Valuable lesson

I learned a valuable lesson today. I was replacing a smart switch on the bedroom lights, with a smart dimmer switch. Since my circuit breakers aren’t labeled all that well, I went in the bedroom, turned on the lights and flipped circuit breakers off and on till the lights went out. Then I went back and proceeded with removing the old switch and connecting the wired on the new one. All of a sudden I got that familiar tingle in my hand and pop, Ouch that hurt. Ok not so much hurt as surprise and numbness in my left index finger and thumb. What the hell, I went out side and sure enough the breaker was still thrown off. I went back in and tried the fan which is in the same switch box as the light and the fan turned on. What was this, did some crazy electrician wire up the fan to a different line in the bedroom. Then I tried the light switch and on came the lights. Then it hit me. I have my system setup to determine occupancy based on nmap scans. If it decides I am gone, it turns out the lights in my bedroom thinking I was just stupid and didn’t turn them off when I left. Well sometimes nmap returns false negatives if my phone is asleep or something. That’s what had happened. While i was throwing breakers, nmap decided I wasn’t home and turned out the lights in my bedroom. Thinking I had gotten the right breaker I started swapping out the switch. Lesson learned always use a current tester or volt meter when swapping out switches even if you don’t think they have anything to do with your automation currently.

I’m sorry, I just had to:

except AHAAAA is a lot nicer that what I said. LOL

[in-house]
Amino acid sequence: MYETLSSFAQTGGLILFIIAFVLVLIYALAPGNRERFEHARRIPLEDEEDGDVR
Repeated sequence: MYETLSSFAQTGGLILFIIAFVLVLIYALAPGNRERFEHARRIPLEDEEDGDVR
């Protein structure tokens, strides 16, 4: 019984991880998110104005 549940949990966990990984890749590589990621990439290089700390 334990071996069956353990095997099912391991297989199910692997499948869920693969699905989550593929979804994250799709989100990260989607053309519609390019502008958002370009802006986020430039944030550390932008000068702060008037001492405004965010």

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In a related story: l was attempting to install a GE Smart Switch to replace the current On/Off switch for my fireplace last night, and I couldn’t for the life of me find the right circuit (they’re mostly labeled, but apparently not too accurately). I shut every one down on the main floor and still couldn’t find the one for the fireplace. I ended up giving up on it, because I didn’t want to work with a live circuit.

many times those fireplace switches are low voltage switches that actually run off the heat generated by the pilot light. so there isn’t a circuit breaker you could pull. The good news is it’s low voltage. The bad news is, it’s probably to low to drive the smart switches. or at least that’s what I’ve discovered while researching doing the same thing for my fireplace. If you have any success with it, let me know how you did it.

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Oh wow, I didn’t even consider that - I assume I wouldn’t find a neutral wire back there to use, anyway.

The manual is stuffed under the fireplace, I should have a look to see if that’s how it works. Thanks for the tip!

@turboc - Looks like you were right. I pulled out the wall switch and the wires running to it were way too thin to be coming from my circuit box.

Further investigation on the Heatilator website turned this up.

A remote control and/or wall switch requires a Millivolt valve system. The wall switch requires low voltage electrical wiring.

So, my dreams of turning the fireplace on from the couch are dashed, and now I have one more GE SmartSwitch to find a home for :slight_smile:

It could have been worse, I could have done this:

http://ths.gardenweb.com/discussions/2372445/oops-110v-into-low-voltage-switch-on-heatilator

All that said, this might be a solution if I can find the right parts:

http://wiki.winkathome.net/How_to_Automate_Your_Gas_Fireplace